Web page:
Recently, the Florida Bar News reported that a sitting circuit court judge in Seminole County recommended the abolition of the death penalty in Florida. The reason for the jurist’s anti-death penalty stance was not grounded on moral repugnance of state-sponsored homicide. His opinion was not based on the fact that the death penalty is not a deterrent. The judge’s views were not founded upon his observations of the often arbitrary way that some are selected for capital punishment, while the majority of others alleged to have committed equally heinous crimes are not charged with capital murder.
Despite numerous recent DNA exonerations, including 10 in Florida, the judge’s recommendation to abolish the death penalty was based on a much less lofty consideration — it’s expensive. That’s right — money. As noted by Judge Clayton Simmons, in these tough budget times the Legislature could conceivably save millions of dollars by eliminating the death penalty. Contrary to popular belief, it costs considerably more to execute someone than to keep them in prison for life. While an exact amount cannot by determined, credible reporters, such as the eminent judicial college death penalty teacher Judge O.H. Eaton, have cited studies that suggest that it costs six times more, or $3.2 million to execute someone.
The Death Penalty Information Center maintains that Florida spends $51 million a year more to execute people convicted of first degree murder than to keep them in prison for life without parole. A capital case involving a serial killer can cost several million dollars, up to the $12 million it reportedly cost to execute Ted Bundy in 1989. Given the relatively small number of actual executions, keeping the death penalty on the books cost Florida taxpayers $20 million to $24 million per execution. That’s big money! As the recent cases involving double murderers Fred Cooper and David Patton demonstrate, the death penalty is not only arbitrarily imposed by juries, but may be arbitrarily sought or not sought by the prosecutor’s office.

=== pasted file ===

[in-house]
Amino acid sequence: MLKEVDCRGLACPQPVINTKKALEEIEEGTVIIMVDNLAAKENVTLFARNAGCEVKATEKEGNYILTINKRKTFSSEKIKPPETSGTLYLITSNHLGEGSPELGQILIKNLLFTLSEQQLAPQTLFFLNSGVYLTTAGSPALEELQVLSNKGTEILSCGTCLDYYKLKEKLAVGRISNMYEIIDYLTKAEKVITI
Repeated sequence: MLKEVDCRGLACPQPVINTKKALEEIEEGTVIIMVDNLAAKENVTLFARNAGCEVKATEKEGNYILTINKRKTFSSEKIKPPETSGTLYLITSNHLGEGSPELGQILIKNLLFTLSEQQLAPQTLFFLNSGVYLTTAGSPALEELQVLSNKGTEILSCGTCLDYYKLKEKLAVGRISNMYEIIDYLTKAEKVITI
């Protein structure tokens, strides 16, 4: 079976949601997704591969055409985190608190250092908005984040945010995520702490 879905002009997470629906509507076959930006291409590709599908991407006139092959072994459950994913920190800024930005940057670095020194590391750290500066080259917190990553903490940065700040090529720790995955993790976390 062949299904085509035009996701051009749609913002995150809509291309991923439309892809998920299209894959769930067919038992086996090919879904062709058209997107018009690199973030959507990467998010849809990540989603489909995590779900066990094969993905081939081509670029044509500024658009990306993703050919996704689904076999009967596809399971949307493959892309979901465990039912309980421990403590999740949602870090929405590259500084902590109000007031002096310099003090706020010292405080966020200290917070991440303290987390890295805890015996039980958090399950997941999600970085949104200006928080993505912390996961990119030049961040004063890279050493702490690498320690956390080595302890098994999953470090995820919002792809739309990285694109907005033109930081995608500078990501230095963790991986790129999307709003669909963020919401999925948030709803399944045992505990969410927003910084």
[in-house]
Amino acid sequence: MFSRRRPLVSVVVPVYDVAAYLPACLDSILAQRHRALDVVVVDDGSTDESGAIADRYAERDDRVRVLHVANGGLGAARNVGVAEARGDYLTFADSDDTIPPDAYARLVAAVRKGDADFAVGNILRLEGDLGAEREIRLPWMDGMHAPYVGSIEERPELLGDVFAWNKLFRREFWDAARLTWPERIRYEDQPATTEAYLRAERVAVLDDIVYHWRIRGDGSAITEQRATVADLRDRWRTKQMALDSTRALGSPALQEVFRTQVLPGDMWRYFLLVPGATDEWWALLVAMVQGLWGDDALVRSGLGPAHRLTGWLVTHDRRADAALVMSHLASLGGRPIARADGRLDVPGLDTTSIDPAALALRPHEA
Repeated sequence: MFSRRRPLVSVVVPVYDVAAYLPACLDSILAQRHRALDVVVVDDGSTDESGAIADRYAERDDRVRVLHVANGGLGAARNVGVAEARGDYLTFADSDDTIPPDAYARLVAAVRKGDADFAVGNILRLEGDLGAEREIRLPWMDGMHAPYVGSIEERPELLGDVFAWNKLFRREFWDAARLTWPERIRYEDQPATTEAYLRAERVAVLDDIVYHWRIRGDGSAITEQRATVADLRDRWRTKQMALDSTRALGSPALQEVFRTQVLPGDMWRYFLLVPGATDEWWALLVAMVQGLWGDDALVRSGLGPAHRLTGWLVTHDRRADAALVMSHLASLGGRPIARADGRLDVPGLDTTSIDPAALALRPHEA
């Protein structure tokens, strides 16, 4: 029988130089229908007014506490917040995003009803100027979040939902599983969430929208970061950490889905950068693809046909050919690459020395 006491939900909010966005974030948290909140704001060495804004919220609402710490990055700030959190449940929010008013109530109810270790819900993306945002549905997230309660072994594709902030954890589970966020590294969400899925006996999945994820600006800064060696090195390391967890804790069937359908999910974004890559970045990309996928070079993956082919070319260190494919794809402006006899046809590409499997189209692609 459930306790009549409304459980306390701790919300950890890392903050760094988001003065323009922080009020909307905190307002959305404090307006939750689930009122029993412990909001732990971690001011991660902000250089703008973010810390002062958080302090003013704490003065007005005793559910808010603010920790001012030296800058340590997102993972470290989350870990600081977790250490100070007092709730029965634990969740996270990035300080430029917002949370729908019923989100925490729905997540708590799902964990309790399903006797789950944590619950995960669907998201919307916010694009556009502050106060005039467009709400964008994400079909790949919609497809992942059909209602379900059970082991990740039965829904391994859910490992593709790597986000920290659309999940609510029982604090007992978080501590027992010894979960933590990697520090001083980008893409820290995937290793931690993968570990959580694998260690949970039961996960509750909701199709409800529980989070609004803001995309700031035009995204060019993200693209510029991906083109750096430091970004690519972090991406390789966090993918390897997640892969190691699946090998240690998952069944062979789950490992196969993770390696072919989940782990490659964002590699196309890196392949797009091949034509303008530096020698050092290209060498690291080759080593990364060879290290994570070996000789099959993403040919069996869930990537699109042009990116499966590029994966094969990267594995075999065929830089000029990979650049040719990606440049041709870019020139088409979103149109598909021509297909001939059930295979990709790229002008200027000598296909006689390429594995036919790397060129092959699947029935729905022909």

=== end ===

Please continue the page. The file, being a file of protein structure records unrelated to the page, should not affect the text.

Double murderer Cooper was sentenced to life without the possibility of parole after a Clearwater jury recommended against the death penalty, while Patton was offered a plea to life for brutally beating two elderly women to death with an oxygen tank. Yet, other arguably less egregious cases in Lee County remain where the state is still seeking to execute the defendant. It is this lack of uniformity which creates tremendous unfairness in death penalty jurisprudence. If considerations such as morality, fairness in implementation, holy mercy, or the absolute irrevocability of the death penalty will not succeed in moving the legislature to abolish state sanctioned homicide, maybe the bottom line will.
Those of us striving to put an end to capital punishment in Florida would no doubt much prefer if that occurs as a result of a new enlightenment and the vindication of our anti-death penalty views. However, when it comes to the matter of life over death, we’ll take life over death for any darned reason whatsoever, even those devoid of substantive considerations. I suspect those on death row would, too. And that is the bottom line.
— David A. Brener Esq. is a Fort Myers criminal defense lawyer who concentrates on homicide cases He is the current Chairperson of the Criminal Law Practice Section of the Lee County Bar.